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A democracy prize for Putin?

Vladimir Putin may have been upset that NATO’s bombing campaign could prevent him from ever joining Hugo Chavez and Daniel Ortega as a recipient of the "Al-Gaddafi International Prize for Human Rights". But lest he think that his habit of jailing opponents and muzzling the media means he’ll never receive recognition for his democracy-promotion efforts, ...

Andreas Rentz/Getty Images
Andreas Rentz/Getty Images

Vladimir Putin may have been upset that NATO's bombing campaign could prevent him from ever joining Hugo Chavez and Daniel Ortega as a recipient of the "Al-Gaddafi International Prize for Human Rights". But lest he think that his habit of jailing opponents and muzzling the media means he'll never receive recognition for his democracy-promotion efforts, Germany's Quadriga prize is here to help. RFE/RL reports:

The Quadriga prize was established after German unification in 1990 to mark contributions to the spread of freedom and democracy.

The private award is little noticed outside Germany, until it emerged last week this year's prize is to go to Putin, which has drawn criticism from high quarters.

Vladimir Putin may have been upset that NATO’s bombing campaign could prevent him from ever joining Hugo Chavez and Daniel Ortega as a recipient of the "Al-Gaddafi International Prize for Human Rights". But lest he think that his habit of jailing opponents and muzzling the media means he’ll never receive recognition for his democracy-promotion efforts, Germany’s Quadriga prize is here to help. RFE/RL reports:

The Quadriga prize was established after German unification in 1990 to mark contributions to the spread of freedom and democracy.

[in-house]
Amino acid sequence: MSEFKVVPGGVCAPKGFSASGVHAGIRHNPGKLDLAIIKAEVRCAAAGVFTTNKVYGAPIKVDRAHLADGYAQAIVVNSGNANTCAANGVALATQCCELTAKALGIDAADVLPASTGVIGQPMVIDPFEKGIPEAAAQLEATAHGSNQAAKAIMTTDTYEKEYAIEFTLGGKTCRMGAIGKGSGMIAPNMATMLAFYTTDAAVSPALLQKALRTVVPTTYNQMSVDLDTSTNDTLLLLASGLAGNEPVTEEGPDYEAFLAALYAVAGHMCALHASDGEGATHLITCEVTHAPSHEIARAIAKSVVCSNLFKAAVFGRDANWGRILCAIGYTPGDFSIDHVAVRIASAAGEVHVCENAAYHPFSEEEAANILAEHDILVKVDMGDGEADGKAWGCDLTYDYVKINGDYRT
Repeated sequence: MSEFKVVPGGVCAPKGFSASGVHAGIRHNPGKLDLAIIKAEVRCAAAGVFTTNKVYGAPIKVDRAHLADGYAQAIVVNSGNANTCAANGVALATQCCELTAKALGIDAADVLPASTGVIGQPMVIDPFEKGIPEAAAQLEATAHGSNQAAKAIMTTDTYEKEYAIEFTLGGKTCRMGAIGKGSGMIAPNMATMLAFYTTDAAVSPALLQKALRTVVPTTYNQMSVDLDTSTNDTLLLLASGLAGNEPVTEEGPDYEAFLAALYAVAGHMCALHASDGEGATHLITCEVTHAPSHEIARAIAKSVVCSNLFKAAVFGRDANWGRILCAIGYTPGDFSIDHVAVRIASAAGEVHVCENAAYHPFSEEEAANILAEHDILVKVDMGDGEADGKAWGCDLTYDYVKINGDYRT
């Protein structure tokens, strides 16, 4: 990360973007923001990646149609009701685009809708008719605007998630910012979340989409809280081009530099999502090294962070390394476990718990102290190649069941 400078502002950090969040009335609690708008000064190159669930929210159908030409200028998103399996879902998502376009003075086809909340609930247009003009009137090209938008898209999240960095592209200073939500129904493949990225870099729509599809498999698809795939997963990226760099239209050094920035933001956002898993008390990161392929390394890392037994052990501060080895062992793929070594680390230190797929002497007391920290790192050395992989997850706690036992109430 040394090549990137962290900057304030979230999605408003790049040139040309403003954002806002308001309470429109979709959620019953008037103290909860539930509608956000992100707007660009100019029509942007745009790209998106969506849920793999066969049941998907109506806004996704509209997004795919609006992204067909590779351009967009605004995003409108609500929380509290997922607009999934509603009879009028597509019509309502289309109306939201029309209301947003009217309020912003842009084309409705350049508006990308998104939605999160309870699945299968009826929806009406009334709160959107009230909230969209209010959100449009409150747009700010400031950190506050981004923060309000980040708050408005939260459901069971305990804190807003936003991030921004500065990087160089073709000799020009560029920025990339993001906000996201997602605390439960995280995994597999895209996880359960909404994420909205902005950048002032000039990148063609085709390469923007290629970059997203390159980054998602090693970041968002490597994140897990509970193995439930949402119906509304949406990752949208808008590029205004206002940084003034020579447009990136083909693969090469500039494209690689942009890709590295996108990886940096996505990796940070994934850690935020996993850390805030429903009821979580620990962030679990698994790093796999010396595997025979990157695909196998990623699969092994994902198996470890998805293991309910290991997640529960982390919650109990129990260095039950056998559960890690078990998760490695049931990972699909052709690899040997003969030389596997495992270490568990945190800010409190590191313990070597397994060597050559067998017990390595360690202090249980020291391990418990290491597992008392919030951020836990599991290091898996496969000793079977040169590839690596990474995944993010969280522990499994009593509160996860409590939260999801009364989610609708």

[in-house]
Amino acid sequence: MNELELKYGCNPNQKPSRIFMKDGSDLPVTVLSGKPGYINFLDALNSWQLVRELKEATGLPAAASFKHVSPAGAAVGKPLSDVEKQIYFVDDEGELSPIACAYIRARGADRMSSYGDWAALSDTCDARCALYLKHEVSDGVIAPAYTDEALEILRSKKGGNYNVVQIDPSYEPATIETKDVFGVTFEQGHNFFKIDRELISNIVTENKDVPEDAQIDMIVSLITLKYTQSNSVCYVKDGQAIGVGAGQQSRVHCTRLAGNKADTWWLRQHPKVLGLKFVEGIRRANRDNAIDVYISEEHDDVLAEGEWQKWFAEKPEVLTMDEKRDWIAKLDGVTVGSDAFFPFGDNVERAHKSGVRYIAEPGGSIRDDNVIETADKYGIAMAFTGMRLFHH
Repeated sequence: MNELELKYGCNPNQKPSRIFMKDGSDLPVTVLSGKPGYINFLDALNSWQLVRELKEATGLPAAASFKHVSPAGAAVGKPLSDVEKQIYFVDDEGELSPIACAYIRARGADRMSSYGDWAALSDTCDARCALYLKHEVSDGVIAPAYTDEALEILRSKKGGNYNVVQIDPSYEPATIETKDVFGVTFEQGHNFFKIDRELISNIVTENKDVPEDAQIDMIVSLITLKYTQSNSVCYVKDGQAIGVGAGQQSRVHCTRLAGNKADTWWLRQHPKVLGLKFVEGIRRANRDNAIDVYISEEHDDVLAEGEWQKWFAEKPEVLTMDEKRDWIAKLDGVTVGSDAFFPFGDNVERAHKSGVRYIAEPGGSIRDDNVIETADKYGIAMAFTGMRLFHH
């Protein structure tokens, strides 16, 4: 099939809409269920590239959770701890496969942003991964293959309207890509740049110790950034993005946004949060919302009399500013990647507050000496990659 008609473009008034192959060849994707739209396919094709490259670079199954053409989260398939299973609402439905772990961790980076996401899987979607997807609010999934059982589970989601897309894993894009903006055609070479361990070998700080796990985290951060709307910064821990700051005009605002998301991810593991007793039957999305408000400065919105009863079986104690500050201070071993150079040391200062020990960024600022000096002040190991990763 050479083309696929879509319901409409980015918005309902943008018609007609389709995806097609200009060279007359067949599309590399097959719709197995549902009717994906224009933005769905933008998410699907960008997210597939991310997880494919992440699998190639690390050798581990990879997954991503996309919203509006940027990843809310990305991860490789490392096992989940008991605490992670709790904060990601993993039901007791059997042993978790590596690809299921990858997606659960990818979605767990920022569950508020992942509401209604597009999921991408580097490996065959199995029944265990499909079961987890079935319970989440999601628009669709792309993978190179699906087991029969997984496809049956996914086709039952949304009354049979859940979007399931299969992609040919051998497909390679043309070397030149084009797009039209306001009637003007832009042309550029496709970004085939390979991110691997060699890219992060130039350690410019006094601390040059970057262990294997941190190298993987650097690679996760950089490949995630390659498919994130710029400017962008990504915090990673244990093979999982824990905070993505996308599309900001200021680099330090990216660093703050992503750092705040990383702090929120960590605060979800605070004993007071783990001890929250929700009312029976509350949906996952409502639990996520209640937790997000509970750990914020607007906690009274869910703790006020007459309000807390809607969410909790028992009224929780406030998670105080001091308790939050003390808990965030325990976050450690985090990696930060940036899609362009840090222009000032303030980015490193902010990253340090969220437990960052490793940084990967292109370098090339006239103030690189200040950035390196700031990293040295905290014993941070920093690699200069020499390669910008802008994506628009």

The private award is little noticed outside Germany, until it emerged last week this year’s prize is to go to Putin, which has drawn criticism from high quarters.

Green Party co-leader Cem Ozdemir quit the Quadriga award’s board of trustees over the choice. "The Quadriga should go to people who have done a service to promoting democracy," he said in a statement. "I do not see Vladimir Putin among those ranks."

The government’s human rights commissioner, Markus Loning, told "Der Spiegel" magazine the decision "devalues" the prize. "It’s downright cynical to put Putin in the same group with Mikhail Gorbachev and Vaclav Havel," he said.

The prize board chose Putin because of his contributions to improving German-Russian relations, which might have been a significant enough achievement to overlook the prime minister’s drawbacks if Russia and Germany had been lobbing missiles at each other until 1999.

According to this Wikipedia page, past Quadriga recipients are a pretty eclectic lot. In addition to Gorbachev and Havel, there’s Shimon Peres, Helmut Kohl, Hamid Karzai, Internet pioneer Timothy Berners-Lee and, um, Peter Gabriel. Putin may also have mixed feelings about being on the same list as 2006 winner Viktor Yushchenko.   

Joshua Keating was an associate editor at Foreign Policy  Twitter: @joshuakeating

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